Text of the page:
The buzz and whine of the shredder
is company for a whole afternoon. I dig

deep into each folder in my file cabinet 
and lift out who knows how many years'

worth of dead paper—ancient receipts, stale
explanations of benefits or of where our

money went. When did we buy that? Why?
Where is it now? Still, I know more things

brought some version of happiness into this 
life we've made, even if briefly. I would stand

in a queue in the rain to listen to a rapturous 
writer or a beautiful song; would walk miles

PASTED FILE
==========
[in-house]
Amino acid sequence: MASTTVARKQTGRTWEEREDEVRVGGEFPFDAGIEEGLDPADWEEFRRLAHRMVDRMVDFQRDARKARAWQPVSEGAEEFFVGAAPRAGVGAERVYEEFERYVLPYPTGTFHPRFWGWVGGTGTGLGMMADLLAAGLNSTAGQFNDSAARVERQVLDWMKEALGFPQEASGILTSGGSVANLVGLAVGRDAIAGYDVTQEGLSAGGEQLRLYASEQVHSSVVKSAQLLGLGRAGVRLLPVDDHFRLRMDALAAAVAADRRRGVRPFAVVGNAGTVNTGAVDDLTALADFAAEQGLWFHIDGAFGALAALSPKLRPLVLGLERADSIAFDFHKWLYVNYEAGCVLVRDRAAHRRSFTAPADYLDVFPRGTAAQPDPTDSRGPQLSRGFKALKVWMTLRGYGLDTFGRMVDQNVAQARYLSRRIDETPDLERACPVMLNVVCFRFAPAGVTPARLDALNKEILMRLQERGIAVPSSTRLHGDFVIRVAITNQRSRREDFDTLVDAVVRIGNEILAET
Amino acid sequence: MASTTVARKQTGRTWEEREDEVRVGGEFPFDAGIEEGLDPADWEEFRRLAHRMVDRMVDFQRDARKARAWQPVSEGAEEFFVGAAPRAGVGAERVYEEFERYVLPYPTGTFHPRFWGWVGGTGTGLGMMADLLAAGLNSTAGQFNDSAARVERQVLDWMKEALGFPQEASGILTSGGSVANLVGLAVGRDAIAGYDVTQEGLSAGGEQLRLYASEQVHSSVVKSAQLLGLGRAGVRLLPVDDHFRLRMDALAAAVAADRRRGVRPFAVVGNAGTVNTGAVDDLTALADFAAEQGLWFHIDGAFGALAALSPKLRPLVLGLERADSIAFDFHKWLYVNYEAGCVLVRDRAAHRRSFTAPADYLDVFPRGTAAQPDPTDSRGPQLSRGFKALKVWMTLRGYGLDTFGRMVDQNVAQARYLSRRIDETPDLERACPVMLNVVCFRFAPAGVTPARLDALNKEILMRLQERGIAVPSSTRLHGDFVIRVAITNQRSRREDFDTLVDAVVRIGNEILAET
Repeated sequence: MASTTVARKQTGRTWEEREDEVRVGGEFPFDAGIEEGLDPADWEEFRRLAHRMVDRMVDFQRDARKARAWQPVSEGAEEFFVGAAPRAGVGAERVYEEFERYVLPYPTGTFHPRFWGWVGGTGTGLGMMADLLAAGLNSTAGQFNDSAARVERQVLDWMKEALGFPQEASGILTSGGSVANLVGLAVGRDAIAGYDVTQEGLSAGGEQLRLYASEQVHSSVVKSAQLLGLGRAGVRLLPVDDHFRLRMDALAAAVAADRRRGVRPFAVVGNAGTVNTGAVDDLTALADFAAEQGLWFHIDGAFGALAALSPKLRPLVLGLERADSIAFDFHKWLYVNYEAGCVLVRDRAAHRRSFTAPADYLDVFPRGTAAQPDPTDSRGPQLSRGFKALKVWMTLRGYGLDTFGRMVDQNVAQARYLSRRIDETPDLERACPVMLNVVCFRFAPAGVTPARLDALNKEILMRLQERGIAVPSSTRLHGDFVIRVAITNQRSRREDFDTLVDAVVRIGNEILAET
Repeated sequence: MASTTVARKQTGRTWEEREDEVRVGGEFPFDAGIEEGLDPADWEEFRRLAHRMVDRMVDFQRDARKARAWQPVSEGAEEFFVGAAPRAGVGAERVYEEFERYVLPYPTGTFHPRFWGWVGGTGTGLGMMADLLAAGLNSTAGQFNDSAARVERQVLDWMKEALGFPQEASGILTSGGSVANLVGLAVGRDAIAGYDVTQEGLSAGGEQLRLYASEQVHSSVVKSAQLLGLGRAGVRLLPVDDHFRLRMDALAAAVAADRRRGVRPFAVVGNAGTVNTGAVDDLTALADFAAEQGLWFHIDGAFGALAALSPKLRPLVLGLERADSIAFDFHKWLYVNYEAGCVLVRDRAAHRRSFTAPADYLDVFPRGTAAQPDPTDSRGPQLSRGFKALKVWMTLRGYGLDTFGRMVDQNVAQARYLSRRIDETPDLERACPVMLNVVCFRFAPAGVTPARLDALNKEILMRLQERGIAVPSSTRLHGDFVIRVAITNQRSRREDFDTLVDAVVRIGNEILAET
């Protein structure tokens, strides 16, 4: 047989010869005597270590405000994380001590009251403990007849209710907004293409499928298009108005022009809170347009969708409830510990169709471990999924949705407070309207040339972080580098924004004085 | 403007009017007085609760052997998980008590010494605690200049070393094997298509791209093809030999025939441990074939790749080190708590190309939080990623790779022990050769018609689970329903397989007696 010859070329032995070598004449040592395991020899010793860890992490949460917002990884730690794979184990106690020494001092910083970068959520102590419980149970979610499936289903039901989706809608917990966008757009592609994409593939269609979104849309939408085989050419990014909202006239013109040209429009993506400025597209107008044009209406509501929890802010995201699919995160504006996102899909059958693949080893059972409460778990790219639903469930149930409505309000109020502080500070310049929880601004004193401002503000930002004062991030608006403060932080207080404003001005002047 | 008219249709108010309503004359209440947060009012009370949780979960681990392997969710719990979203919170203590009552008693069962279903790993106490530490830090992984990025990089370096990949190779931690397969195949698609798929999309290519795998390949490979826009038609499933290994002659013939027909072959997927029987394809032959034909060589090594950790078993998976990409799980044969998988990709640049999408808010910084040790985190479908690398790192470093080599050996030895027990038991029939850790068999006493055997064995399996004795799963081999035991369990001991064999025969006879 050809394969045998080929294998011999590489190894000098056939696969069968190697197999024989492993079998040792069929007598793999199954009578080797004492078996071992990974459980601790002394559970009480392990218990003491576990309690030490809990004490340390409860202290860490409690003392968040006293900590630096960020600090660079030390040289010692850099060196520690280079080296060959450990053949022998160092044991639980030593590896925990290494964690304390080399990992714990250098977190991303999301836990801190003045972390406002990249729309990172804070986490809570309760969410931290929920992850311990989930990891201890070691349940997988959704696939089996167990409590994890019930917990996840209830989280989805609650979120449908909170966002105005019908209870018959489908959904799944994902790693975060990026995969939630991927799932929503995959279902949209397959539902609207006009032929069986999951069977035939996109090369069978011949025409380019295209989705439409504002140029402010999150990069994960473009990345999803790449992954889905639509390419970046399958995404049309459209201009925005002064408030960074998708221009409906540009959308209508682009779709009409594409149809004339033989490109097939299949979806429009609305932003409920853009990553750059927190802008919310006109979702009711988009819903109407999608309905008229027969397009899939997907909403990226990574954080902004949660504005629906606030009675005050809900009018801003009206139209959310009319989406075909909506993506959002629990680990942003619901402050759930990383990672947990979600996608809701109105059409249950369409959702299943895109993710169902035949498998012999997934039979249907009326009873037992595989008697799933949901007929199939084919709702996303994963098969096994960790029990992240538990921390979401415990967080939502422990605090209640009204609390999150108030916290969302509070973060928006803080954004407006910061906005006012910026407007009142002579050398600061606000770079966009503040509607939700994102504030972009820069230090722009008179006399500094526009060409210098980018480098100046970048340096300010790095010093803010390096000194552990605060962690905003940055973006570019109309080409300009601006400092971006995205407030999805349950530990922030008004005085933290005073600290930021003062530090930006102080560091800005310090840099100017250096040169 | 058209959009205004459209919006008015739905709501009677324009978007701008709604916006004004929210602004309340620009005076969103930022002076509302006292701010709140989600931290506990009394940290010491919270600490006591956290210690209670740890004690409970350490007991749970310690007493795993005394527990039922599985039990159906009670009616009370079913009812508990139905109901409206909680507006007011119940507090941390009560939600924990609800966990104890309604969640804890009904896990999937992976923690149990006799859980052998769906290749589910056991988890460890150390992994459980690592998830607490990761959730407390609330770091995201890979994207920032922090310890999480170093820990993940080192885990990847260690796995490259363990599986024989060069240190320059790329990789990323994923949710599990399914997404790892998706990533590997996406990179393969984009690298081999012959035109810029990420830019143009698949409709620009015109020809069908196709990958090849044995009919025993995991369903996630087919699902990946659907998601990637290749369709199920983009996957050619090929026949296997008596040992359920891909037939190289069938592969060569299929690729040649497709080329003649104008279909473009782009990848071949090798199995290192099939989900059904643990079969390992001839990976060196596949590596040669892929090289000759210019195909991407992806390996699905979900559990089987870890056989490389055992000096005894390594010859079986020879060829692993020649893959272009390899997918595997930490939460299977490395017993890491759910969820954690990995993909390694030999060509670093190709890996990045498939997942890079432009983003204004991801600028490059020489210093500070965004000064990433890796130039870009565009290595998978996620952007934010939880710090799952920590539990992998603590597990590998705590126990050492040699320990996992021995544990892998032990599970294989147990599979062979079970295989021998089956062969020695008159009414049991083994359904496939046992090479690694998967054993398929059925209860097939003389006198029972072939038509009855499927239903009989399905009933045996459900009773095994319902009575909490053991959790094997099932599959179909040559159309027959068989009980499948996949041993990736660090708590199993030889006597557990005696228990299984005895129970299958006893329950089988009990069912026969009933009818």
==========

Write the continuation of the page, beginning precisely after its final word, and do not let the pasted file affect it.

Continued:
through foggy green countryside, wait 
patiently for a herd of sheep to finish

crossing the lane. It seems easier now to not
give a thought about saying no to certain

demands. Before each child was born, I scoured
the walls and corners clean, bought an abundance

of flannel and blankets for the crib. These days,
I'm feverishly paring down to widen an aperture 

for light and air, a desk and chair— claiming ordinary 
space, hungry for a little more time for dreaming in again.

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